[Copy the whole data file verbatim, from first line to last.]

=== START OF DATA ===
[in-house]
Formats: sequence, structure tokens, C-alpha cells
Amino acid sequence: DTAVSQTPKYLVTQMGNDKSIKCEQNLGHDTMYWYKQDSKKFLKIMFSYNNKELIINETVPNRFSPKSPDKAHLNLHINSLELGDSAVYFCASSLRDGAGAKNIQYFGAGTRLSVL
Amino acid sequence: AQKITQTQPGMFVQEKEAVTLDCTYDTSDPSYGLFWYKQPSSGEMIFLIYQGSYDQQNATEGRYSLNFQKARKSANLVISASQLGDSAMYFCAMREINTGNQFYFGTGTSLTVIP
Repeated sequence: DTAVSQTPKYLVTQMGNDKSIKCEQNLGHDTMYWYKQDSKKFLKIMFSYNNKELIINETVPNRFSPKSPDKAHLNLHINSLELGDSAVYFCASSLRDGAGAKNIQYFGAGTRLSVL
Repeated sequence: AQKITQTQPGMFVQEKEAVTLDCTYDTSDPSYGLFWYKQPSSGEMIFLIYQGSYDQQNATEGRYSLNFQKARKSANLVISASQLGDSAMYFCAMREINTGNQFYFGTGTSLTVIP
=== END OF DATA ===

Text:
[in-house]
Formats: sequence, structure tokens, C-alpha cells
Amino acid sequence: DTAVSQTPKYLVTQMGNDKSIKCEQNLGHDTMYWYKQDSKKFLKIMFSYNNKELIINETVPNRFSPKSPDKAHLNLHINSLELGDSAVYFCASSLRDGAGAKNIQYFGAGTRLSVL
Amino acid sequence: AQKITQTQPGMFVQEKEAVTLDCTYDTSDPSYGLFWYKQPSSGEMIFLIYQGSYDQQNATEGRYSLNFQKARKSANLVISASQLGDSAMYFCAMREINTGNQFYFGTGTSLTVIP
Repeated sequence: DTAVSQTPKYLVTQMGNDKSIKCEQNLGHDTMYWYKQDSKKFLKIMFSYNNKELIINETVPNRFSPKSPDKAHLNLHINSLELGDSAVYFCASSLRDGAGAKNIQYFGAGTRLSVL
Repeated sequence: AQKITQTQPGMFVQEKEAVTLDCTYDTSDPSYGLFWYKQPSSGEMIFLIYQGSYDQQNATEGRYSLNFQKARKSANLVISASQLGDSAMYFCAMREINTGNQFYFGTGTSLTVIP